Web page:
|Publication number||US20030236843 A1|
|Application number||US 10/177,514|
|Publication date||25 Dec 2003|
|Filing date||21 Jun 2002|
|Priority date||21 Jun 2002|
|Also published as||CN1662891A, CN1662891B, EP1552398A1, EP1552398A4, US7020710, WO2004001614A1|
|Publication number||10177514, 177514, US 2003/0236843 A1, US 2003/236843 A1, US 20030236843 A1, US 20030236843A1, US 2003236843 A1, US 2003236843A1, US-A1-20030236843, US-A1-2003236843, US2003/0236843A1, US2003/236843A1, US20030236843 A1, US20030236843A1, US2003236843 A1, US2003236843A1|
|Inventors||Barry Weber, Kerry Calvert|
|Original Assignee||Weber Barry Jay, Calvert Kerry Wayne|
|Export Citation||BiBTeX, EndNote, RefMan|
|Patent Citations (5), Referenced by (39), Classifications (41), Legal Events (4)|
|External Links: USPTO, USPTO Assignment, Espacenet|
 The present invention generally relates to network communications and, more particularly, to a method and system for providing personalized media delivery for network users while drastically minimizing the amount of bandwidth needed in the network and by a streaming server.
 Broadcast technologies often provide a single broadcast format to all listeners or viewers. For example, a radio station provides the same music or program to all listeners at the same time. One problem with this format is that most people want to listen only to music that they like. Radio stations attempt to satisfy most listeners by broadcasting music via in accordance with a varied playlist. However, the same listeners switch from one music station to another to get diversity when a song is played that they do not like. Traditional over-the-air stations are broadcast from one transmitter to many receivers, so personalization is not possible other than for blanket categories, such as the type of music, e.g., pop, classical, jazz, etc. In Internet radio, one-to-one personalization is more achievable. However, a dedicated channel from source to destination is required. This makes the cost of personalized Internet radio very high.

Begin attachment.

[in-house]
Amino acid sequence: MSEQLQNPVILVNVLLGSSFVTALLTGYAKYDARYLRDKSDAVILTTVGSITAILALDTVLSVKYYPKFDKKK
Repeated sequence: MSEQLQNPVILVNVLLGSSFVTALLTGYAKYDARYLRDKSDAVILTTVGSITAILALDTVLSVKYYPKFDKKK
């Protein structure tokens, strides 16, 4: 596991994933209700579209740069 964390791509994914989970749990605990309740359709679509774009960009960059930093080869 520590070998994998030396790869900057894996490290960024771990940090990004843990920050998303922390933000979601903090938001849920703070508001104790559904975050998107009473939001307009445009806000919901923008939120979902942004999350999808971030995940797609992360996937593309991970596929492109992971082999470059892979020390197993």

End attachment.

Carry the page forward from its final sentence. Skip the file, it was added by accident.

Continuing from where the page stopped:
By broadcasting N radio stations for M users, where N/M is <1, some amount of personalization is achieved at the expense of the bandwidth to broadcast N playlists. The amount of bandwidth required is N*BW*M, where N is the number of radio stations, BW is the amount of bandwidth required per user and M is the number of users.
 Utilizing multicasting in future systems may approach the bandwidth requirements needed for personalization (N*BW). In multicasting, the radio stations can send a single stream out to the world and the individual receiver removes personal preferences or selected data from the stream. The limitation in this scheme is that there are still only N available radio stations. For true personalization, the goal is to permit N to approach the value of M (the number of users).
 One model for content delivery that is employed today is by streaming media files (such as MP3s or REALAUDIO™). Streaming servers have been deployed around a global network to enable real time delivery of content. This model typically does not allow true personalization since the same stream is being served to many people. A second model actually downloads files from a cached server. The cached music can minimize overall latency and network congestion, but in the end, users are required to perform a separate download. This model uses a lot of bandwidth, as well.